Monday, May 11, 2020

The 2008 Upper Deck Documentary Challenge

[A quick personal note before we start: baby boy #2 is due ANY DAY NOW, assuming he hasn't popped out already (this post was scheduled 2 weeks ago). I've been trying really hard to keep up this once-a-week pace, but it may not continue. Not that anyone waits around every Monday morning with bated breath for my latest post to drop. Just know that it may be another four years before I can post with any kind of regularity again. OK, on with the show...]


It seems like competing brands sometimes get wind of each other trying out new ideas in the market and feel like they have to do it too just to stay competitive. This appears to be true even if the idea is not a good one. Cards in cans, antebellum throwbacks, lenticular printing, anything with Barry Bonds - we don't really need any of these things, but we got them anyway.

In 2008 the hot new terrible idea was the super-high-concept mega-set. Topps had released the absolute garbage Moments and Milestones (check that hot mess out right here), so of course Upper Deck got a case of the "us-too's" and started work an something even more ridiculous ambitious.

But Upper Deck had an ace up its sleeve in the spectacular 2008 SPx American Hero insert (which I wrote about just last week). They had shown they could also make something high-concept and make it work. Unfortunately it didn't really flesh out like they had hoped.

This set is BIG to say the least, so I’m just going to go nuts-and-bolts for a moment and give you the Baseballcardpedia description:

“2008 Upper Deck Documentary was a massive 4890-card set that ambitiously attempted to document every single game played in the 2008 MLB Season. The set was released December 18, 2008. Unfortunately due to the quick turn-around time involved, very few of the photographs used match-up to the game date in question -- in fact there are many instances of the player depicted on the front not even playing in the game.

Each of the 30 teams has 163 cards -- one for each game plus a season in review card -- meaning that each individual Major League Game played in the 2008 season actually has two cards in this set.

An additional 64 cards were inserted into packs of 2009 Upper Deck Series One.”

Okay, clearly this has the potential to go off the rails a bit. We are all but guaranteed a post with way too many scans of what is essentially the same couple of cards over and over again (and yes, that is coming), but there is another aspect of this lunatic set that is worth a second look. Maybe even a double-take. It’s nuts.

First let's look at one base card just so you can see what we’re dealing with here:

2008 Upper Deck UD Documentary #73

The cards are dry and matter-of-fact, all done up in team colors and silver. They each sum up the game in a sentence or two with a basic box score on the back as well as divisional standings up to that point. Like Topps Total before it, these have team numbering in addition to overall set numbering. Griffey made it onto 41 cards in the base set within both the Reds and White Sox team subsets.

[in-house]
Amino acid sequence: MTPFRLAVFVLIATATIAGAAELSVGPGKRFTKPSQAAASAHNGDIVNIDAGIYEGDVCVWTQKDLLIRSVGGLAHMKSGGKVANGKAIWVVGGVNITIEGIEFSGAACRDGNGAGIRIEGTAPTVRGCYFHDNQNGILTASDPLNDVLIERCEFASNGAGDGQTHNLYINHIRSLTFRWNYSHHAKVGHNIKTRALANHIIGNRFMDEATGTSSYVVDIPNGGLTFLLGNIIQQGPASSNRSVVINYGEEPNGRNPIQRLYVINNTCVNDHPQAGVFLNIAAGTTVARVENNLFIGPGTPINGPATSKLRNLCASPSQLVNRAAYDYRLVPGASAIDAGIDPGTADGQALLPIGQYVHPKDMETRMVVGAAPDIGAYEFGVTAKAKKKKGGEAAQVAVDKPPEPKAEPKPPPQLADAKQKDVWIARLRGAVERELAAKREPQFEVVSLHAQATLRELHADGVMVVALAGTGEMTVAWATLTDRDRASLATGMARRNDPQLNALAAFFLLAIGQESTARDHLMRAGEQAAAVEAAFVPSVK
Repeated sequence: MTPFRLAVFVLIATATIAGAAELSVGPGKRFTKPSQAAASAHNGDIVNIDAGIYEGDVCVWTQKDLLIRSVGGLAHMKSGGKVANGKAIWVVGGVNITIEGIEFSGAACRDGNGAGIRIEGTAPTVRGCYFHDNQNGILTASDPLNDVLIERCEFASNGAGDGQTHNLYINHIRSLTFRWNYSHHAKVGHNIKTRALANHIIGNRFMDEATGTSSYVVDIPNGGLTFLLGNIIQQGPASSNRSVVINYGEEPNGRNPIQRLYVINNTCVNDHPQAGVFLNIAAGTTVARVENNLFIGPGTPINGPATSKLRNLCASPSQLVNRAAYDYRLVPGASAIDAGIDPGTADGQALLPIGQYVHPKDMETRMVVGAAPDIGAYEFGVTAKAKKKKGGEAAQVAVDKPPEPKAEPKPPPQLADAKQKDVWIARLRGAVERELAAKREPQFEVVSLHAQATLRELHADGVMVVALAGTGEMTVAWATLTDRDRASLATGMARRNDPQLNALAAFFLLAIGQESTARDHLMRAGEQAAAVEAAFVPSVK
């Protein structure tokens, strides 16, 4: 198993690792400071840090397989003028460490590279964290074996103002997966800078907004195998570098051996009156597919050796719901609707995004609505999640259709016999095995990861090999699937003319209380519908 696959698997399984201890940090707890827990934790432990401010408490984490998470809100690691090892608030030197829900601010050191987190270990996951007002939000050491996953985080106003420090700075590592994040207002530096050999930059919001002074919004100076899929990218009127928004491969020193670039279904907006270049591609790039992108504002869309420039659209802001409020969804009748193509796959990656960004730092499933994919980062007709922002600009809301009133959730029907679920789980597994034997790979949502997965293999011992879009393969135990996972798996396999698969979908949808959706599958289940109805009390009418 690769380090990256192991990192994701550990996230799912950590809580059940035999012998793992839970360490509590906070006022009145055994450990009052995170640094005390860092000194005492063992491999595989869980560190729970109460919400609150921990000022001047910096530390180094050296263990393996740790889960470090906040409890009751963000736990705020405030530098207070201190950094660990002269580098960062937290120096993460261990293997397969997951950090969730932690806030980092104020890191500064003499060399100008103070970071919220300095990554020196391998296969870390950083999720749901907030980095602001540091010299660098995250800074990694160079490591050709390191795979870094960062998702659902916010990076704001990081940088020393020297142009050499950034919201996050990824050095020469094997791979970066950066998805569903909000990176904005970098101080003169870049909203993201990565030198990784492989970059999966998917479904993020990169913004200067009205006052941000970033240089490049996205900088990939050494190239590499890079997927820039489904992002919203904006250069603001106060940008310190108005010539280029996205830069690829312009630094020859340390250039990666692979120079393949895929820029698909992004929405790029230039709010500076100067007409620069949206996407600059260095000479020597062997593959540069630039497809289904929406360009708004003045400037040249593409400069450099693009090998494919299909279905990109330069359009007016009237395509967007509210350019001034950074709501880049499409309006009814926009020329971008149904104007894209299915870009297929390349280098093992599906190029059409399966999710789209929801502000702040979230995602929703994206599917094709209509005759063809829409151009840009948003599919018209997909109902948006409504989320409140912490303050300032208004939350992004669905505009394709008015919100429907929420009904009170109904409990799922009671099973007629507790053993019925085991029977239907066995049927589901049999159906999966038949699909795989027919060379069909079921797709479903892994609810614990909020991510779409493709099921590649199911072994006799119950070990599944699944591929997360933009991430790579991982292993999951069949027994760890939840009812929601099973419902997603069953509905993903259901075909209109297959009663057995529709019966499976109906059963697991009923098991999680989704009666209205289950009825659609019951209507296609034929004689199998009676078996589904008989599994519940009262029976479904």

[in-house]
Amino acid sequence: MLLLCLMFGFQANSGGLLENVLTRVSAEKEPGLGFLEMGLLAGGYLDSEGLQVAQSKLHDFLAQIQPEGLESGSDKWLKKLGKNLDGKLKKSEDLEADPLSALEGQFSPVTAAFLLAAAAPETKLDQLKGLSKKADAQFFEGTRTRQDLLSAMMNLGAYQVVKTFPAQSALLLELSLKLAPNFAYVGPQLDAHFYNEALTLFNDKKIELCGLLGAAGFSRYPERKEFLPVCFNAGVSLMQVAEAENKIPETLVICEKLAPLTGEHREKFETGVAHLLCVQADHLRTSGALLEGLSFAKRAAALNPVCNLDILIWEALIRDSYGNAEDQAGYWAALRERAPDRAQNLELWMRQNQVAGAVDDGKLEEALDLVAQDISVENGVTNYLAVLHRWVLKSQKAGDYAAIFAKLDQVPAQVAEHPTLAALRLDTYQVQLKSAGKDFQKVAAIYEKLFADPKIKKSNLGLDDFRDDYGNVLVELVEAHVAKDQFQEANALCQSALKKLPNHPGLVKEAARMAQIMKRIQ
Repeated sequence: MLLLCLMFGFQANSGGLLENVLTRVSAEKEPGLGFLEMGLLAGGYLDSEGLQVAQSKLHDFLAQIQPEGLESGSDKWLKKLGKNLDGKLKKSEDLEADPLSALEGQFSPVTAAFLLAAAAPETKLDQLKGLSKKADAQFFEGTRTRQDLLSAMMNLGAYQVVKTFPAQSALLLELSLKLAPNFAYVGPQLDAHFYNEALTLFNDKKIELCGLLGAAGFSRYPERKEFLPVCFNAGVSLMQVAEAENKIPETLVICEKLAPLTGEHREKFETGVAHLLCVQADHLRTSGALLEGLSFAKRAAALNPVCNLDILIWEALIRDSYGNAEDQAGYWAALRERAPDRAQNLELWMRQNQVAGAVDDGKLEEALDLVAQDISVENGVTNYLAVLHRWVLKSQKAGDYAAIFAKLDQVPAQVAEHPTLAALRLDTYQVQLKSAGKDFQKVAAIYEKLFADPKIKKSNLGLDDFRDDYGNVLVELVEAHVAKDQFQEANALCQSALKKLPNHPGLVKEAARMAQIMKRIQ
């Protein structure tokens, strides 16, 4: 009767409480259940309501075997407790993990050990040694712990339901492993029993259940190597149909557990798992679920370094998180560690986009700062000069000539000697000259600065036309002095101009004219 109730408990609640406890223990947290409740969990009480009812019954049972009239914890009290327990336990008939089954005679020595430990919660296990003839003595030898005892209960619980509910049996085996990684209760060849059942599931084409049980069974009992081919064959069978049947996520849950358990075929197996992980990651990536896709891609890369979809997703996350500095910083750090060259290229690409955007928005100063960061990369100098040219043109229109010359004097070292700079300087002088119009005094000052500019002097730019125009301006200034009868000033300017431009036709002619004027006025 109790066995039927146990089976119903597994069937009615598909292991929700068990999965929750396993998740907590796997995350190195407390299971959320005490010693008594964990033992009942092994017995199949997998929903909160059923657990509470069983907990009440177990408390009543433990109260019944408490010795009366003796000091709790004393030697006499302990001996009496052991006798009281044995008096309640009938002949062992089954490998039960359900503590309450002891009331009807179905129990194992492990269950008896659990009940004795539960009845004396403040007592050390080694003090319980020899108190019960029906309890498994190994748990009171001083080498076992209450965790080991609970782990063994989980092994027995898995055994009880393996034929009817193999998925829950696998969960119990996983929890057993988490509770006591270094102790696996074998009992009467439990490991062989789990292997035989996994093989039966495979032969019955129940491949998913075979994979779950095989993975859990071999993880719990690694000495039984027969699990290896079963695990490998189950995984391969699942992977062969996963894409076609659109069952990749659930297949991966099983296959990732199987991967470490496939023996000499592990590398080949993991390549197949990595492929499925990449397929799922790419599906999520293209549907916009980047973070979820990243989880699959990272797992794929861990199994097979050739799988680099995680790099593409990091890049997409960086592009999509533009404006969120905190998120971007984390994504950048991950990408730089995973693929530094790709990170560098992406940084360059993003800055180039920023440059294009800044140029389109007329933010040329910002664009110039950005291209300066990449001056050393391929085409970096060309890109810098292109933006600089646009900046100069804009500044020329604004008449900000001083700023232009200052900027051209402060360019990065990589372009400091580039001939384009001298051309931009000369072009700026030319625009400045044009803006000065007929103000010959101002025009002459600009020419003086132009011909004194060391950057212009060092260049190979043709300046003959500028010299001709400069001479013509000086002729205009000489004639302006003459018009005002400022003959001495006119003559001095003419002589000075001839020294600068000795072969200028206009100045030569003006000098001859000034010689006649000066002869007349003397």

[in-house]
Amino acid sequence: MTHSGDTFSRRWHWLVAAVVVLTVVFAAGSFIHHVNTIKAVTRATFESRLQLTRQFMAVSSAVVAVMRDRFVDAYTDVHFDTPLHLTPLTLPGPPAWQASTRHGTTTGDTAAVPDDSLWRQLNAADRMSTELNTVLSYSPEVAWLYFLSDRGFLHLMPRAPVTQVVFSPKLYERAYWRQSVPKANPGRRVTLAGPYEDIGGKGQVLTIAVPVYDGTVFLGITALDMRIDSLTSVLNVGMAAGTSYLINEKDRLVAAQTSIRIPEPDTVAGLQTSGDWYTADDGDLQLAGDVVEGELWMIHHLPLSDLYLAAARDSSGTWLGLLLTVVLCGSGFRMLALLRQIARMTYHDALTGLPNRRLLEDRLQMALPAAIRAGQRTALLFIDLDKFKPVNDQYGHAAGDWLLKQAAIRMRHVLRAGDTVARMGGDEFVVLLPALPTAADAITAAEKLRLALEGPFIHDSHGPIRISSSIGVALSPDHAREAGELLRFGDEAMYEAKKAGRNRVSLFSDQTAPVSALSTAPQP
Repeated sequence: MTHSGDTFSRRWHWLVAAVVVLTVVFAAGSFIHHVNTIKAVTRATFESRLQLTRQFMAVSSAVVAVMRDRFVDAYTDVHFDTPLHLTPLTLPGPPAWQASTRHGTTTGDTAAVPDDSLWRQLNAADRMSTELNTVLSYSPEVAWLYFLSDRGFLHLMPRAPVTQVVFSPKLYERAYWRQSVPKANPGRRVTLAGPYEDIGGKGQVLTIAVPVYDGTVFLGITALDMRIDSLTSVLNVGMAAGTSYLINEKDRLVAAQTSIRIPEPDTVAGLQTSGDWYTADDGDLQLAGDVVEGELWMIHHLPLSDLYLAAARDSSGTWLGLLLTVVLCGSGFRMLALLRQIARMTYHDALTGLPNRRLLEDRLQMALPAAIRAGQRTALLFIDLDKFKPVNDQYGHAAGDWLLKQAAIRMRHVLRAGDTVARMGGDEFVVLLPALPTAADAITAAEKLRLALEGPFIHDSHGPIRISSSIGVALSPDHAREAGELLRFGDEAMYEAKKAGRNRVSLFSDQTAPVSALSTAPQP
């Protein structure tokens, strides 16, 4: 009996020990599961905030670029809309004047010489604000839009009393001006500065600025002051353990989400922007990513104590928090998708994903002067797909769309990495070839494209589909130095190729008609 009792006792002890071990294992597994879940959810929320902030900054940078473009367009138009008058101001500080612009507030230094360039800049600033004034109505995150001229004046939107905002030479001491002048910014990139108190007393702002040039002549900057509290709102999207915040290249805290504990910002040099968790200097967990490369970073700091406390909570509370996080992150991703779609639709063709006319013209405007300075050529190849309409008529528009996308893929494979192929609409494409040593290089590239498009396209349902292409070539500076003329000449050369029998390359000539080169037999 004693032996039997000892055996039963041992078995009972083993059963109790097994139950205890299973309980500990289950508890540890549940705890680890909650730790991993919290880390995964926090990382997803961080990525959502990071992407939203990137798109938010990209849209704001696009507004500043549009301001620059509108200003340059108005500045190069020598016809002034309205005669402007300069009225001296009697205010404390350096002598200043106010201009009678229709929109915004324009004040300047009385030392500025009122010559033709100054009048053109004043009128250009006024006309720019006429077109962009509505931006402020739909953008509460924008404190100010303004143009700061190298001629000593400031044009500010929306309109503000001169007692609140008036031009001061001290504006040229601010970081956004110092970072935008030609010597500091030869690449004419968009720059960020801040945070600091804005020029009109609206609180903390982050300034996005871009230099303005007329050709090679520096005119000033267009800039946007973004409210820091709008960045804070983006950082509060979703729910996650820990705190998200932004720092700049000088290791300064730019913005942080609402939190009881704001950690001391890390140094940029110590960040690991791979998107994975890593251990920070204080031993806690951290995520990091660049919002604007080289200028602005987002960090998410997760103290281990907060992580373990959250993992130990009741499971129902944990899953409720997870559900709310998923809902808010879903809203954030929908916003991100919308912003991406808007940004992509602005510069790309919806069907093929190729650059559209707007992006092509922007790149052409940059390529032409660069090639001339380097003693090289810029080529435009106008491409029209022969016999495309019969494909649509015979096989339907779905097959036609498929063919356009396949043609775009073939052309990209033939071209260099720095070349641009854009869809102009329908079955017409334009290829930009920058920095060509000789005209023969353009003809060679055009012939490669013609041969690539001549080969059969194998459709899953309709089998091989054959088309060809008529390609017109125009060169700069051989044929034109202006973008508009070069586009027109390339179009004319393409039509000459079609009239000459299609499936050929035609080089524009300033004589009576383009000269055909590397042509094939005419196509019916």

The part that sticks out the most here is that the subject of this "Griffey card" is rookie pitcher Johnny Cueto. His performance is praised in blurbs on both the front and back. So why, then, is Griffey on there at all? From what I can glean out of the small amount of data on here Griffey didn't contribute much at all to this win.

This part contains a lot of griping, so I stuck a TL;DR below in case you're not *really* on this journey with me.

In last week's 2008 SPx post I kept bringing up photo context, and here is the reason: the fact that 2008 Documentary and the 2008 SPx American Hero insert both came out in the same year raises questions.

The American Hero insert is an impressive feat in terms of card design, photo selection, and context; yet Documentary, which attempts something similar, doesn't even approach that insert's ability to build a timeline and assign appropriate photos to it. This is not an insert - it's an entire sub-brand we are talking about. And it's built on almost the same premise only on a larger scale (a whole career of one player vs. a whole season of, well, pretty much every player).

The problem is they picked only a handful of images for each team and recycled the daylights out of them. Even the card numbering drives this point home. Griffey is on cards 73, 76, and 79. Add 300 to each of those and you get the next three Griffey card numbers: 373, 376, 379. This simple "just add 300" formula applies all the way up to Junior's trade to the White Sox at which point Griffey shows up on card #4010, then every 90th card all the way to the end. His final card is #4900, the highest card number Griffey has ever had (that I'm aware of, at least).

In fact the 41 Griffey cards in this set use only FIVE different photos. Four photos in particular are used a whopping TEN TIMES apiece. Only the final card got a photo different from the rest. That is some hard-core, no-holds-barred, unapologetic, all-up-in-yo-monkey-face photo recycling.

What Documentary does well is pick out something worth mentioning from every single game - and that's great - but the blatant photo recycling, often including players who didn't even play in the game referenced on the card, is downright insulting. They might as well not have photos at all - they could just as easily have been flashcards with stats and team logos. How did this happen in the same year (and probably by a lot of the same cardboard engineers) who made the rock-solid American Hero insert?

This is starting to sound like another 2008 SPx post, but I feel like that oversized insert and this way-oversized base set have a lot to talk about. My theory is that the Griffey American hero insert did such a great job at portraying a timeline in an appealing way that somebody (possibly in a suit) had the idea to build a whole "season set" around it, but the nuts-and-bolts guys just couldn't pull it together in time; so they settled and put out what they could, namely a sentence or two about every game and a random, often only loosely-related photo to slap on there with the text. Or maybe it was a photo licensing issue and the costs grew too high. Either way it was either somebody's poor judgement or a blatant money grab that led to its release.

TL;DR: Photo context like that found in the 2008 SPx American Hero insert might have saved 2008 Documentary but it was either too much work or too expensive to accomplish, and yet it got released anyway.